Inner city rejuvenation is a double-edged sword, and critics of this gentrification point out that increases in property values force poorer people out and into worse areas. A case in point is Woodstock, in Cape Town, where people who have owned their homes for generations are now unable to pay the rates and taxes. Ironically, Woodstock was one of the only areas that managed to resist attempts by the apartheid government to enforce segregation.

What is happening in Johannesburg CBD is more complex, and I believe that in the long run will bring prosperity to all its inhabitants. Inclusivity is the key to spatially transforming Johannesburg. Landlords need to help make the city habitable by restoring buildings that have become run down. It’s important that we trade with our neighbours and find suppliers in the inner city.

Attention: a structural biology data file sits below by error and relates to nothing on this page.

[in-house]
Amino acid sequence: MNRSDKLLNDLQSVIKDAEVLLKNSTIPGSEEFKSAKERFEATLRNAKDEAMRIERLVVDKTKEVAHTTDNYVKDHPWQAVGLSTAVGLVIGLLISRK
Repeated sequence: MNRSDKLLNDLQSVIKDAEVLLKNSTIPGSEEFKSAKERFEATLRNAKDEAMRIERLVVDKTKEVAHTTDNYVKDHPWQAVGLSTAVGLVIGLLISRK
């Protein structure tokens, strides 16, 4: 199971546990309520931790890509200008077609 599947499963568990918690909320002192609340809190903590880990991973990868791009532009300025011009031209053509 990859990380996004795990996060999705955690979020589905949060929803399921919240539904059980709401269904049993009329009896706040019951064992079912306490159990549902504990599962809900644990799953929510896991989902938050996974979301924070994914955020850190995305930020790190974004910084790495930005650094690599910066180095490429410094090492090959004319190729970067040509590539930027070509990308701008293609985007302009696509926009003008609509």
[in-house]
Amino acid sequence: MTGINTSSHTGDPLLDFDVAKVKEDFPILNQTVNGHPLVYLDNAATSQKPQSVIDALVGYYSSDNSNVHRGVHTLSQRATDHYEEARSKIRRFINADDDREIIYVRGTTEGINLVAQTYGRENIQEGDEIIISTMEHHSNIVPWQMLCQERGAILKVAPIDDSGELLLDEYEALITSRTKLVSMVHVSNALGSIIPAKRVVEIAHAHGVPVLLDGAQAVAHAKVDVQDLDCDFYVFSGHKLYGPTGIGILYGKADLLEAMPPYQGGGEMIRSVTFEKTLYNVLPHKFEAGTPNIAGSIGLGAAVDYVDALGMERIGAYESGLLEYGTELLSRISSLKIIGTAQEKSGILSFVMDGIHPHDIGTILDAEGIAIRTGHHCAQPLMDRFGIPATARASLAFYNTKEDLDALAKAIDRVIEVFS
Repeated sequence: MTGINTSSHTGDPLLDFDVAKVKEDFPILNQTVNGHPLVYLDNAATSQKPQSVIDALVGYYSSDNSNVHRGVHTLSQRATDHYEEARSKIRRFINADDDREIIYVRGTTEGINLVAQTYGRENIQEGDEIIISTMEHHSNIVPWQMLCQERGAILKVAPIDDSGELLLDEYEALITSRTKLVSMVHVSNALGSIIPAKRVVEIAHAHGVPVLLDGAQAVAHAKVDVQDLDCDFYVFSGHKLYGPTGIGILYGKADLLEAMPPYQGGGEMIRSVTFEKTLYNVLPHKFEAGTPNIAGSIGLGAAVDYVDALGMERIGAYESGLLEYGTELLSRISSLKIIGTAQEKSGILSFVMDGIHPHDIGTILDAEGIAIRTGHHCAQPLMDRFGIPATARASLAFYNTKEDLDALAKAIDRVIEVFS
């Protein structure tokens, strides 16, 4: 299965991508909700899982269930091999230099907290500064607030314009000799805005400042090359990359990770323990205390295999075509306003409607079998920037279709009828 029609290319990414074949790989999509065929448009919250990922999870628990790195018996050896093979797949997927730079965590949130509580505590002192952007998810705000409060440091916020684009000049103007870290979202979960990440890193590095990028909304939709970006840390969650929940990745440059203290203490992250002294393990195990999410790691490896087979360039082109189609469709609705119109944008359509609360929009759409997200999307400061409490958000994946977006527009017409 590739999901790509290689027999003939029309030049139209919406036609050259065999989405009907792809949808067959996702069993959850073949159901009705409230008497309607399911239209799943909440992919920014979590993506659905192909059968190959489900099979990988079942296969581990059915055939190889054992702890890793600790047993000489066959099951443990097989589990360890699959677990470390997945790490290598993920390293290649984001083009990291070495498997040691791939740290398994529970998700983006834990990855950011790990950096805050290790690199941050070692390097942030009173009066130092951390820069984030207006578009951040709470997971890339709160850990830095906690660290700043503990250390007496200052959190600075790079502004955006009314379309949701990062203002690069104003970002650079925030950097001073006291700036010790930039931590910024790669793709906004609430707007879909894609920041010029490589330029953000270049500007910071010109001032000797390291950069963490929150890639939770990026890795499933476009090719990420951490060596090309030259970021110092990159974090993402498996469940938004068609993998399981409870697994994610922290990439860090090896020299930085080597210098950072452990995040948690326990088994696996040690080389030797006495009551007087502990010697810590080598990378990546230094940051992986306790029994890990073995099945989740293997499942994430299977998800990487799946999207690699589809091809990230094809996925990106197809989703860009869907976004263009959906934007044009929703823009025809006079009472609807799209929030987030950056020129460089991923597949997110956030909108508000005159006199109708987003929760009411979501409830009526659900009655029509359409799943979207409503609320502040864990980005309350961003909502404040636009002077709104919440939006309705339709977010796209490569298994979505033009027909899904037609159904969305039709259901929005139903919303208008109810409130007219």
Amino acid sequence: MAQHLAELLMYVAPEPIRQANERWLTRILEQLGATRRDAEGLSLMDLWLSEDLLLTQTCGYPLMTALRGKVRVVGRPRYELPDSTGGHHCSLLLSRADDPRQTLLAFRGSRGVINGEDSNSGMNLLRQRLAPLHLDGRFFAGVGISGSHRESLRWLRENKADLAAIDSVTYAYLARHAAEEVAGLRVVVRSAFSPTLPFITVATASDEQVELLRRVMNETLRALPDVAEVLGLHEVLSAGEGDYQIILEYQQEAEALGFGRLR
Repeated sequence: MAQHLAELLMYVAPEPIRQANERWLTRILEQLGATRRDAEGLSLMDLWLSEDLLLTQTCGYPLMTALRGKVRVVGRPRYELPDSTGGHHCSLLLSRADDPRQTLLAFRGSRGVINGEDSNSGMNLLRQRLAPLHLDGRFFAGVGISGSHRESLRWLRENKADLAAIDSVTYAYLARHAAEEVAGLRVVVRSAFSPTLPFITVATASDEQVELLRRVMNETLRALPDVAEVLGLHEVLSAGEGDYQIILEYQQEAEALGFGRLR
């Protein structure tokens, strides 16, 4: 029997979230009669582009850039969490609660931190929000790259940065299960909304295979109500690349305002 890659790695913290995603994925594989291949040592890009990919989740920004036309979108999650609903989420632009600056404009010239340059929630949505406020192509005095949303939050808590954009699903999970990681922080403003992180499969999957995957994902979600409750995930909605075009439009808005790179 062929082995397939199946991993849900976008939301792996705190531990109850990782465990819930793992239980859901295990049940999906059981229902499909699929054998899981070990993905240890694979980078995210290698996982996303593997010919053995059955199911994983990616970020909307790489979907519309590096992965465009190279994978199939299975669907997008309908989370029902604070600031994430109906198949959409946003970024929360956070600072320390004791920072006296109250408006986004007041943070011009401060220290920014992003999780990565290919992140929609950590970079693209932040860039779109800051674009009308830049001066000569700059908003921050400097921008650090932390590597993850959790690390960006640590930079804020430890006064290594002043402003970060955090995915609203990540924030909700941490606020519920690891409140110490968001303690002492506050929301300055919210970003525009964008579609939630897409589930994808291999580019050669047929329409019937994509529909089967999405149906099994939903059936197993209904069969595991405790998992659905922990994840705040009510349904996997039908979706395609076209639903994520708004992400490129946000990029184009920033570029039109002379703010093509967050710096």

Cape Town’s city manager, Bulelwa Makalima-Ngewana, rode the World Cup 2010 wave and transformed the city into one of the world’s top holiday destinations (according to The Guardian and The New York Times). This after the inner city had degenerated into a place that tour guides refused to enter, preferring to take tourists to the outlying areas and the commercialised V&A Waterfront.

Because of a limited budget, Makalima-Ngewana’s Cape Town Partnership approached property owners and businesses, and persuaded them to accept increased rates and taxes, despite a recessionary environment. It took several years, but the effort paid off: by 2015, inner-city crime halved from the 1999 figure, and the residential population increased by some 76%. Bigger brands moved back into the city, and Old Mutual converted its old headquarters into prestigious residential apartments.